How a classic Counter-Strike map led to the innovative controls of the iOS title The Drowning
Ben Cousins was a producer who worked on the Battlefield before he formed Scattered Entertainment, a studio currently working on a first-person shooter for tablets. One of the game’s hooks is the control scheme, which seeks to marry interactions we already use on tablets with the movements and actions needed for an FPS.
“I wanted to do a shooter on tablets specifically because I played some of the other shooters on tablets, and what was compelling about them was that you had this high-resolution, quite big screen that I can hold close to my face, and that really suits the first-person shooter feel of looking through a window into another world,” Cousins explained. “There is something about the intimacy of holding a tablet that just works for shooters. But I was just staggered by how badly they controlled.”
This is how Cousins and his team came up with new solutions to old problems.
“All of the gestures we use are things you would use normally on iOS or the Android operating system. It’s just taps and swipes,” he said. You tap the screen with two fingers, and the bullet goes between your fingers. You don’t need to physically aim, you can tap anywhere on the screen to attack the enemies. “It requires skill, it’s quite difficult to know exactly where that bullet is going to land, and it’s a skill you have to learn,” Cousins said.
They tried having players simply tap on the targets to fire, which seemed to be the obvious solution, but that of course obscures the target with your hand. “If you can’t see the impact point of the weapon, much of the sensation of playing a first-person shooter is gone.”
They adjusted the particle effects so you could see them around your finger, but then realized that the two-finger tap allowed them to show the entirety of the animation. You get to see the results of your shot, and there is skill in terms of finger placement and accuracy. It may sound odd on paper, but it makes sense in the context of the game.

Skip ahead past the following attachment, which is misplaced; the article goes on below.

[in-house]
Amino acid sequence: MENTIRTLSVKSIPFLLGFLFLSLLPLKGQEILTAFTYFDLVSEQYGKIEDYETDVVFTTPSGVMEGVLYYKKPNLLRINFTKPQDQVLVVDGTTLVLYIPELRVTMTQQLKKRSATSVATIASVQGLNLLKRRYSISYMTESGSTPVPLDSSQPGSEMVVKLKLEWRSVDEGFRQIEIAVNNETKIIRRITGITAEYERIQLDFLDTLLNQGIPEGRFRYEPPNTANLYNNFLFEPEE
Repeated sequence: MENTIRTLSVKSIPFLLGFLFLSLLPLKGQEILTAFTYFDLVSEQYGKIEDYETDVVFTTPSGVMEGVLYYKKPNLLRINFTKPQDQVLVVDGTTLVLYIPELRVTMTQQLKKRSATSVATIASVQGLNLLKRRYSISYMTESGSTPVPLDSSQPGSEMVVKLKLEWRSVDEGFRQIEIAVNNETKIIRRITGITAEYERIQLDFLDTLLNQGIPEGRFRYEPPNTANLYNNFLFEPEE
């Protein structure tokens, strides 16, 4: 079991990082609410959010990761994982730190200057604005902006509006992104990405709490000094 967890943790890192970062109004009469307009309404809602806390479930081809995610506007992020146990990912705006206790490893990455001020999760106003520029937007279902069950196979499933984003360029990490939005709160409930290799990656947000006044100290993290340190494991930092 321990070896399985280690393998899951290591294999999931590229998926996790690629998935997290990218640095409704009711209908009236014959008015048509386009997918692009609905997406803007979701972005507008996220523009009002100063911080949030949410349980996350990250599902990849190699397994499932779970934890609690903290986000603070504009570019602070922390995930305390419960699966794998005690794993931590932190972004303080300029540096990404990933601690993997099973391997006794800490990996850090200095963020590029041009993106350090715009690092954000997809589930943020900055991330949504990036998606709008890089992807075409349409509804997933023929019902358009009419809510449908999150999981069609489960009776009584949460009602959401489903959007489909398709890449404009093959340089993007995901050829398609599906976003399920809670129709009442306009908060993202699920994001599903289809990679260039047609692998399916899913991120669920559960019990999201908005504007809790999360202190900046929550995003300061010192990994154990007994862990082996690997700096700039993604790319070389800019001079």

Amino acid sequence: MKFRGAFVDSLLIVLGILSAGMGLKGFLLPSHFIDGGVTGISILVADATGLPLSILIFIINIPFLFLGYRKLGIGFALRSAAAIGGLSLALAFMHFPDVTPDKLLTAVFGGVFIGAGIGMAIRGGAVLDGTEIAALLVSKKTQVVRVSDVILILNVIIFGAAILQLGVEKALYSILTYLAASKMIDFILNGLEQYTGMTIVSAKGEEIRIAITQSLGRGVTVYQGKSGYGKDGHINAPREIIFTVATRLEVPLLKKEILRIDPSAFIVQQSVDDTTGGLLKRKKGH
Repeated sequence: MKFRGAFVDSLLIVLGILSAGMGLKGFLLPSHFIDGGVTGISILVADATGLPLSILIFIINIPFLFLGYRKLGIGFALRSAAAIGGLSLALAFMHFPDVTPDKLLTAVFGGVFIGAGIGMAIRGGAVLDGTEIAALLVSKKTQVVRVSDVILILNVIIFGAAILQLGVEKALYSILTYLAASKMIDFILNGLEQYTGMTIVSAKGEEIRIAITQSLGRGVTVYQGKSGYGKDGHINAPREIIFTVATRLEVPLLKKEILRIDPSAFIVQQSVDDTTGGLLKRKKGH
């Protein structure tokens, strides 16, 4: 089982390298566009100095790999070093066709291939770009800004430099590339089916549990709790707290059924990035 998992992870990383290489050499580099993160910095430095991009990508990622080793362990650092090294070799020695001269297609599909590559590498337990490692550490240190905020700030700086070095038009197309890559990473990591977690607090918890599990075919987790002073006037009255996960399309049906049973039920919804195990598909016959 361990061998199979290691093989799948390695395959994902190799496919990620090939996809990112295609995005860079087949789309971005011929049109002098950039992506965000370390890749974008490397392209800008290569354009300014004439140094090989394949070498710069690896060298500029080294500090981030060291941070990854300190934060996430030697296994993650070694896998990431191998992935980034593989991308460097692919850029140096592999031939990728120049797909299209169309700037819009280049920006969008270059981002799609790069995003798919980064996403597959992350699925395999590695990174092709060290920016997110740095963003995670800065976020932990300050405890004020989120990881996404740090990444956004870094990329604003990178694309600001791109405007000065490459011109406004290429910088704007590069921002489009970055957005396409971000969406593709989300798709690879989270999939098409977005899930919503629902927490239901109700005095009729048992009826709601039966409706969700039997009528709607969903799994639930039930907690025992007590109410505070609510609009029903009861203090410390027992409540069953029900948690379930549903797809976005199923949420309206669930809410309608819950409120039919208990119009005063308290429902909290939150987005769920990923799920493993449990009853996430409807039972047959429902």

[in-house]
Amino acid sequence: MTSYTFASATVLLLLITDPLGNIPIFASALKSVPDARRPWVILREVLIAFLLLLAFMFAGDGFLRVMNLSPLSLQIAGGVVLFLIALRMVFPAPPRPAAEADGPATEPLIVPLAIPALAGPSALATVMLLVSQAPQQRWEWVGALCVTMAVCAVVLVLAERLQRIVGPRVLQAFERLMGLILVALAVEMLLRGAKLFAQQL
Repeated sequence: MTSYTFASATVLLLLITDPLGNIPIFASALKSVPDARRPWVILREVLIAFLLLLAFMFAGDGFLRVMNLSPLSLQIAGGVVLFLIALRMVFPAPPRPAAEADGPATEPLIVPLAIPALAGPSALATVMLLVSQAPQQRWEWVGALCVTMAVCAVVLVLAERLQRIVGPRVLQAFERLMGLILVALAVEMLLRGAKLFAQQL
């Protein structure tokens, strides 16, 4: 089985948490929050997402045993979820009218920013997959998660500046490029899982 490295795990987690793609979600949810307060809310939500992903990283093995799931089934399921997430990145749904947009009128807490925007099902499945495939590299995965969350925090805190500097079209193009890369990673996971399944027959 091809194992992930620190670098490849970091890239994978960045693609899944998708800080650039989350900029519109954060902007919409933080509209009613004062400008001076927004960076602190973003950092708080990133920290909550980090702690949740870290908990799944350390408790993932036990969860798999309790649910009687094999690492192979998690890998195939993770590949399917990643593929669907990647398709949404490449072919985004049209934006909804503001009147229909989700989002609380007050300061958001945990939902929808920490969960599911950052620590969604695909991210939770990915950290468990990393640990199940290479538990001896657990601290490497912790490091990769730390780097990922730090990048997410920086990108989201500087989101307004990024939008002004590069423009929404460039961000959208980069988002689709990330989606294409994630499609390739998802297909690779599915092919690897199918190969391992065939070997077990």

You look around by swiping the screen, and movement is handled by tapping where you want to go. Cousins likens it to playing games such as Diablo, where you tap multiple times to have more control over where you’re going, but you can also just tap once and let the character move to the destination by themselves.
The pathfinding system handles moving around obstacles and not getting stuck, but you can also micromanage the movement by tapping multiple times along the path. You can strafe using a two-finger swipe, but there is some discussion on how that will be implemented in the final product.
Mastering the controls with an old friend
There were ideas that didn’t pay off. They tried gestures for reloading your weapon and changing guns, but they weren’t reliable. Changing guns is now a virtual button, and reloading is done automatically. They tried to handle looking around as you would when looking at a web page on a touch-based device where you put your finger on the screen and pushed up to scroll down, but it didn’t feel right.
They went through many design ideas and failed experiments before settling on the current control scheme.
The testing of these commands and the movement ideas was done in an interesting way. Cousins and his team made a mock-up of the classic Counter-Strike map de_dust, and used that environment as a test bed while the controls went through multiple iterations.
“I’ve spent hundreds of hours on that map. I wanted to be able to move around that map as I did when I played with a mouse and keyboard,” Cousins explained. “That’s how we’ve added strafing, crouching, jumping, and all these other functions.” By testing the controls in an environment they already knew so intimately, it was much easier to figure out what worked, and what didn’t.
To lead off what is sure to be the first comment, the game will be coming to Android devices. “Android is definitely planned down the line somewhere, it’s going to be a few months after the iOS launch. There’s no reason for that other than we wanted to focus on one platform to polish up for our initial launch, and we picked iOS because we were making the best progress on that platform at the time we made the decision.”